The precursory activities leading to the current critical situation in Ethiopia were not detected until very recently. The T-TPLF was doing business as usual kicking people off their land and handing it over to its members, lackeys, supporters and friends. The T-TPLF was operating Ethiopia as a Mafiosi-state or a thugtatorship. It did not expect the kind of determined, fearless, defiant popular eruptions that are visible in the country today.
The T-TPLF’s lack of anticipation of sustained popular uprisings is nurtured by hubris, arrogance and a delusional sense of invincibility.
I was once told by someone claiming to be a T-TPLF insider that the T-TPLF leaders’ worldview (Ethiopia-view) is shaped by two fundamental assumptions: 1) the T-TPLF organization, its leaders and supporters are heroic, gallant, courageous, daring and united and that is why they are so totally dominant of the society, and 2) the people of Ethiopia in general are cowards, spineless, selfish, easily bought and sold and naturally incapable of unity or collective action. In others, T-TPLF leaders believe as an article of faith that Ethiopians will talk the talk but never walk the talk.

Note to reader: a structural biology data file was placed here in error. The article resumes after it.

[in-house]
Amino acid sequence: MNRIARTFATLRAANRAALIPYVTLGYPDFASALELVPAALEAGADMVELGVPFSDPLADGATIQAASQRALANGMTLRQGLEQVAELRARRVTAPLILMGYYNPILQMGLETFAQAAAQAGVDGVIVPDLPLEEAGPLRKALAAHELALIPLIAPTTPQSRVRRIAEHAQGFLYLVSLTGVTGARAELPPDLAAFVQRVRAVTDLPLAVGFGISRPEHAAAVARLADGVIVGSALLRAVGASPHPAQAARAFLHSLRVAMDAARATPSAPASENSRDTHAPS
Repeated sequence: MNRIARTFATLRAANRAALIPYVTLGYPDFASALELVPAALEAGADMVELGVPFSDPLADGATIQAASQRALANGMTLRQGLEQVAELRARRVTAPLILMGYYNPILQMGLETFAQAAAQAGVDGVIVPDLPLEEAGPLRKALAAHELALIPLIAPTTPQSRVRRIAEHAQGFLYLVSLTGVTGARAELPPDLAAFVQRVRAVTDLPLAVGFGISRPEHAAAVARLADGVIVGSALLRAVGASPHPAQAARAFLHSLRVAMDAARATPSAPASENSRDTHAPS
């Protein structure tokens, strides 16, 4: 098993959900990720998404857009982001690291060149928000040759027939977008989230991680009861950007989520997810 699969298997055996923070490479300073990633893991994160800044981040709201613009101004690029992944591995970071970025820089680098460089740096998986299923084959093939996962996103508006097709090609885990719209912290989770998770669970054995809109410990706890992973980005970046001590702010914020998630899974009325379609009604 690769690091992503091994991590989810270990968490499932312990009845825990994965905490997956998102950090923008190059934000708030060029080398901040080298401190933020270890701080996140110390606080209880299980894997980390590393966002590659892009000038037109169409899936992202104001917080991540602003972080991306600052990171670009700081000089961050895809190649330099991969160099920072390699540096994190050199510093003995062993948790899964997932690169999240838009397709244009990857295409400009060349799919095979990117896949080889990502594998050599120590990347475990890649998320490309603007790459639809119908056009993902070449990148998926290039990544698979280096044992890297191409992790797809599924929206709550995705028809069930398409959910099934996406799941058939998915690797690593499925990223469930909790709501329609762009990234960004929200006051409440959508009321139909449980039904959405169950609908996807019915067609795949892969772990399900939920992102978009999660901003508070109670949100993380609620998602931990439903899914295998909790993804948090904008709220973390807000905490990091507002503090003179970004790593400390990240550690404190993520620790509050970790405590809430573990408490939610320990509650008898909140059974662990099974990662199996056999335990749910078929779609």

Like the rosy description of the Mt. St. Helens by the National Park Service before its eruption, the T-TPLF and its poverty pimp allies have been proclaiming that Ethiopia under T-TPLF rule is the “fourth fastest-growing in the world… and what is more striking is that if Ethiopia sustains its current pace of growth, it will become a middle income country by 2025.” (Of course, as everyone knows, I have shown beyond a shadow of doubt that such claims by the T-TPLF and its poverty pimp allies are all a lie, damned lie and statislie.)
In May 2009, I wrote a commentary and detailed the “psychologic of the T-TPLF’s paranoia” of being pushed out of power and prophesied what we are witnessing in Ethiopia in July 2016:
They [T-TPLF] have been riding the Ethiopian tiger for nearly two decades. But one day they know they have to dismount. When they do, they will be looking at the sparkling eyes, gleaming teeth and pointy nails of one big hungry tiger!”